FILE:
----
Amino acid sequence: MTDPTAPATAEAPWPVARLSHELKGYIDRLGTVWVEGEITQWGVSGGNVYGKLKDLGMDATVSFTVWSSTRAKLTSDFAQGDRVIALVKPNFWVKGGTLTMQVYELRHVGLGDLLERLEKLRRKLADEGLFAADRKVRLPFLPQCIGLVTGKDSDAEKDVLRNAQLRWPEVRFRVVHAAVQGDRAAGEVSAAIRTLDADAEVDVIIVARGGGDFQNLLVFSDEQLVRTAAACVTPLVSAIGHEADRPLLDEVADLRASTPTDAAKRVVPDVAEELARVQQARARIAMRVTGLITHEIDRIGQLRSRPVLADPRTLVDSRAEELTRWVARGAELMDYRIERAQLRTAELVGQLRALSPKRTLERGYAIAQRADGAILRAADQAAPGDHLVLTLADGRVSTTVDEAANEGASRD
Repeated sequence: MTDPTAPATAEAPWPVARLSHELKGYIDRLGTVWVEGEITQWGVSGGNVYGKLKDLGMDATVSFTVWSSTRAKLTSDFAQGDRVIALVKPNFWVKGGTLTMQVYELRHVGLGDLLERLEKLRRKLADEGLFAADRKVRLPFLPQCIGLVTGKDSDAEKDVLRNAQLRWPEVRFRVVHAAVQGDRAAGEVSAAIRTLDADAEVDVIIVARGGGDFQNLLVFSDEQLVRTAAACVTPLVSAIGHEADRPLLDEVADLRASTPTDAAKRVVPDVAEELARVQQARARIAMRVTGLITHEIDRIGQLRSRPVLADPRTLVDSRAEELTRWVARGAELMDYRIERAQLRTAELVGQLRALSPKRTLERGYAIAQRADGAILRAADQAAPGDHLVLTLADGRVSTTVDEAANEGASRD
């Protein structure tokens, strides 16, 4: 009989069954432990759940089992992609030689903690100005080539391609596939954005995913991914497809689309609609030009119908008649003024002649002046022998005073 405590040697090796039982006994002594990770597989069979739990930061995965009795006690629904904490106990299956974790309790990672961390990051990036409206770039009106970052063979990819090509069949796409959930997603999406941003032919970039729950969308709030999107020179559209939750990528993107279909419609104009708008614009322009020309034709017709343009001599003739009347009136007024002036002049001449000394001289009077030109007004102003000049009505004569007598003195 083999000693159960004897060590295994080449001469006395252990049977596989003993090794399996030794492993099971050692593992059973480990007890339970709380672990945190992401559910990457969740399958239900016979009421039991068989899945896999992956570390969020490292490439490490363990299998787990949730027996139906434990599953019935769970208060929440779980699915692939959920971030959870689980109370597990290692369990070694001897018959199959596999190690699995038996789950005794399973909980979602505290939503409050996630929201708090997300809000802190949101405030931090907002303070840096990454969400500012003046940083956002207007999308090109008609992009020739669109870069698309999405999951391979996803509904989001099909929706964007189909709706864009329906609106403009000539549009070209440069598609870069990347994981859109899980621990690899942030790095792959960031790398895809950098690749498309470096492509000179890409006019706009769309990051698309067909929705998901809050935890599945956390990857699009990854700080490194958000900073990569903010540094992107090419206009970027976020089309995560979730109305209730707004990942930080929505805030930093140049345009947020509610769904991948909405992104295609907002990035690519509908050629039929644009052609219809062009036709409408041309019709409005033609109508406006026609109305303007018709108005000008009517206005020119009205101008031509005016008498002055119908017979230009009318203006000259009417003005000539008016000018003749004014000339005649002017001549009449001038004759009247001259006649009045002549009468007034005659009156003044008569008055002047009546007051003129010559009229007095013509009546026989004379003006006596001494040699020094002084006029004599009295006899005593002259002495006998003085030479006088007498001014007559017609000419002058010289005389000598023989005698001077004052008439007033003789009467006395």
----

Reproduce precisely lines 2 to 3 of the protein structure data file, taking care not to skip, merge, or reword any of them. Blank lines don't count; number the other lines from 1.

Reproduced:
Repeated sequence: MTDPTAPATAEAPWPVARLSHELKGYIDRLGTVWVEGEITQWGVSGGNVYGKLKDLGMDATVSFTVWSSTRAKLTSDFAQGDRVIALVKPNFWVKGGTLTMQVYELRHVGLGDLLERLEKLRRKLADEGLFAADRKVRLPFLPQCIGLVTGKDSDAEKDVLRNAQLRWPEVRFRVVHAAVQGDRAAGEVSAAIRTLDADAEVDVIIVARGGGDFQNLLVFSDEQLVRTAAACVTPLVSAIGHEADRPLLDEVADLRASTPTDAAKRVVPDVAEELARVQQARARIAMRVTGLITHEIDRIGQLRSRPVLADPRTLVDSRAEELTRWVARGAELMDYRIERAQLRTAELVGQLRALSPKRTLERGYAIAQRADGAILRAADQAAPGDHLVLTLADGRVSTTVDEAANEGASRD
């Protein structure tokens, strides 16, 4: 009989069954432990759940089992992609030689903690100005080539391609596939954005995913991914497809689309609609030009119908008649003024002649002046022998005073 405590040697090796039982006994002594990770597989069979739990930061995965009795006690629904904490106990299956974790309790990672961390990051990036409206770039009106970052063979990819090509069949796409959930997603999406941003032919970039729950969308709030999107020179559209939750990528993107279909419609104009708008614009322009020309034709017709343009001599003739009347009136007024002036002049001449000394001289009077030109007004102003000049009505004569007598003195 083999000693159960004897060590295994080449001469006395252990049977596989003993090794399996030794492993099971050692593992059973480990007890339970709380672990945190992401559910990457969740399958239900016979009421039991068989899945896999992956570390969020490292490439490490363990299998787990949730027996139906434990599953019935769970208060929440779980699915692939959920971030959870689980109370597990290692369990070694001897018959199959596999190690699995038996789950005794399973909980979602505290939503409050996630929201708090997300809000802190949101405030931090907002303070840096990454969400500012003046940083956002207007999308090109008609992009020739669109870069698309999405999951391979996803509904989001099909929706964007189909709706864009329906609106403009000539549009070209440069598609870069990347994981859109899980621990690899942030790095792959960031790398895809950098690749498309470096492509000179890409006019706009769309990051698309067909929705998901809050935890599945956390990857699009990854700080490194958000900073990569903010540094992107090419206009970027976020089309995560979730109305209730707004990942930080929505805030930093140049345009947020509610769904991948909405992104295609907002990035690519509908050629039929644009052609219809062009036709409408041309019709409005033609109508406006026609109305303007018709108005000008009517206005020119009205101008031509005016008498002055119908017979230009009318203006000259009417003005000539008016000018003749004014000339005649002017001549009449001038004759009247001259006649009045002549009468007034005659009156003044008569008055002047009546007051003129010559009229007095013509009546026989004379003006006596001494040699020094002084006029004599009295006899005593002259002495006998003085030479006088007498001014007559017609000419002058010289005389000598023989005698001077004052008439007033003789009467006395």